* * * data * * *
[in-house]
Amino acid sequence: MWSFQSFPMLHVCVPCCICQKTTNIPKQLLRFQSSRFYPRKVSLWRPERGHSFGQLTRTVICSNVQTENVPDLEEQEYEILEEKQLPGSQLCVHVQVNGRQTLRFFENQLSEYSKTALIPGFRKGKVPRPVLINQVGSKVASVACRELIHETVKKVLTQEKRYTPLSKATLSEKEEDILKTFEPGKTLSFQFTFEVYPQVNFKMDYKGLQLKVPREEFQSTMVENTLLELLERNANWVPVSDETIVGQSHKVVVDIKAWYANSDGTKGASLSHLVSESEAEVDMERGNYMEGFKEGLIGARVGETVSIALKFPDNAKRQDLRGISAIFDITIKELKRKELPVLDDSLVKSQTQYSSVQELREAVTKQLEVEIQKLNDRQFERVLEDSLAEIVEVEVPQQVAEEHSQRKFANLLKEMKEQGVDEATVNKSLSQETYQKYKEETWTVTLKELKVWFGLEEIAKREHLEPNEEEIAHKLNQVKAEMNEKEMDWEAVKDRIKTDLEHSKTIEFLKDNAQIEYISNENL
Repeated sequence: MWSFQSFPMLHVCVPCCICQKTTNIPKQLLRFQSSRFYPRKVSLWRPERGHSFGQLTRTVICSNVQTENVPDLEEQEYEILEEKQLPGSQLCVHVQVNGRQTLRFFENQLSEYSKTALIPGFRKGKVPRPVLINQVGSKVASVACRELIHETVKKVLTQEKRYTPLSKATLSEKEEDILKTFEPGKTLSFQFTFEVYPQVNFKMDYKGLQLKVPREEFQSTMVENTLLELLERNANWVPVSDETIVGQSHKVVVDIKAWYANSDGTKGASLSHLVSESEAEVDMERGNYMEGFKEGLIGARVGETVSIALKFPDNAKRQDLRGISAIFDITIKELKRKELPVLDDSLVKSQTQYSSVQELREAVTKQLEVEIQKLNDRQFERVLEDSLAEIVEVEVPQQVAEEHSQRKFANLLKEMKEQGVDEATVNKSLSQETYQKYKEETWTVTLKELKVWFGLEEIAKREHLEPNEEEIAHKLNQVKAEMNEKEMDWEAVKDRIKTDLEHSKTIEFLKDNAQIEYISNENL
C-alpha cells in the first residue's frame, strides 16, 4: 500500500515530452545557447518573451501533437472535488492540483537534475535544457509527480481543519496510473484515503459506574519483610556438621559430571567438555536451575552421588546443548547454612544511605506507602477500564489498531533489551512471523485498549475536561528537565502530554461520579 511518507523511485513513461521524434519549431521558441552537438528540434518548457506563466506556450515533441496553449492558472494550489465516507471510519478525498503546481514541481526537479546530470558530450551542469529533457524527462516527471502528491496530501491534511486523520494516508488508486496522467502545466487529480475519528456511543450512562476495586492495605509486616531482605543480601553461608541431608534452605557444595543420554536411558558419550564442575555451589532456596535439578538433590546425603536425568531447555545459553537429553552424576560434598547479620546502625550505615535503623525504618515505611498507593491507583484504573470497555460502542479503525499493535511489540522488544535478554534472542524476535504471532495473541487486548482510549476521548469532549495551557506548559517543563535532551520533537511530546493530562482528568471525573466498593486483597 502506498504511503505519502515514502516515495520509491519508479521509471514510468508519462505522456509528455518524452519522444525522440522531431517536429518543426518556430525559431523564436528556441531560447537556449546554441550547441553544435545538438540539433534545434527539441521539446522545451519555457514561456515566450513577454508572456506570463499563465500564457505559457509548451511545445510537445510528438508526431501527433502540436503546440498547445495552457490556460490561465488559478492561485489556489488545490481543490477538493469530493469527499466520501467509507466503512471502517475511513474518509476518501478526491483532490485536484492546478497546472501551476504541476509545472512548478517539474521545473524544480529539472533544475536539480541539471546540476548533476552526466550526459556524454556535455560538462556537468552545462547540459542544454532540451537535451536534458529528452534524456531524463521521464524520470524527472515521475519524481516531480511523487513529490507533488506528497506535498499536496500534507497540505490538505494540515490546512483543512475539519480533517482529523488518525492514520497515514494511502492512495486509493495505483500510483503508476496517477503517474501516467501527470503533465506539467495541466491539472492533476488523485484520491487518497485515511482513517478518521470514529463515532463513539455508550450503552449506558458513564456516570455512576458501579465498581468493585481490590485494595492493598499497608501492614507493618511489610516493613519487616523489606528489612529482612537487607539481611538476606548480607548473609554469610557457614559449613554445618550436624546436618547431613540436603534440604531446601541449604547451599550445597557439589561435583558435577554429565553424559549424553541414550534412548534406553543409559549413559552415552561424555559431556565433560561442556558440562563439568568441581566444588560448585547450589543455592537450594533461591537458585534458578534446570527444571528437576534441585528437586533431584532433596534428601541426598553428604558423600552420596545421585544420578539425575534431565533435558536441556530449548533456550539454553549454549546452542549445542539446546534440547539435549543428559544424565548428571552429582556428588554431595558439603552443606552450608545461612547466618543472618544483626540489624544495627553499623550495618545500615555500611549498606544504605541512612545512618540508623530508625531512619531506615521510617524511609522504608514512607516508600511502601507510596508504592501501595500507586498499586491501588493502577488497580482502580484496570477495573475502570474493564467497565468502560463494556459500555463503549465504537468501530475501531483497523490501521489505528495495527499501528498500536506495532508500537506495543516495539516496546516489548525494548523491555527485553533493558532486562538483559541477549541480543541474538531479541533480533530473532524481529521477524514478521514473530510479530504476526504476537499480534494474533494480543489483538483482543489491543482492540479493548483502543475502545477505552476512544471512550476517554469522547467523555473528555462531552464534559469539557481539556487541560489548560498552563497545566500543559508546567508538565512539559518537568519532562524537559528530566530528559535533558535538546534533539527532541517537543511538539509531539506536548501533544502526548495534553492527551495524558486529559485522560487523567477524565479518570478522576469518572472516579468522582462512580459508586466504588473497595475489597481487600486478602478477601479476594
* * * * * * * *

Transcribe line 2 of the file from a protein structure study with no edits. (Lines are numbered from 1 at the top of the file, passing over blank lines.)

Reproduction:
Amino acid sequence: MWSFQSFPMLHVCVPCCICQKTTNIPKQLLRFQSSRFYPRKVSLWRPERGHSFGQLTRTVICSNVQTENVPDLEEQEYEILEEKQLPGSQLCVHVQVNGRQTLRFFENQLSEYSKTALIPGFRKGKVPRPVLINQVGSKVASVACRELIHETVKKVLTQEKRYTPLSKATLSEKEEDILKTFEPGKTLSFQFTFEVYPQVNFKMDYKGLQLKVPREEFQSTMVENTLLELLERNANWVPVSDETIVGQSHKVVVDIKAWYANSDGTKGASLSHLVSESEAEVDMERGNYMEGFKEGLIGARVGETVSIALKFPDNAKRQDLRGISAIFDITIKELKRKELPVLDDSLVKSQTQYSSVQELREAVTKQLEVEIQKLNDRQFERVLEDSLAEIVEVEVPQQVAEEHSQRKFANLLKEMKEQGVDEATVNKSLSQETYQKYKEETWTVTLKELKVWFGLEEIAKREHLEPNEEEIAHKLNQVKAEMNEKEMDWEAVKDRIKTDLEHSKTIEFLKDNAQIEYISNENL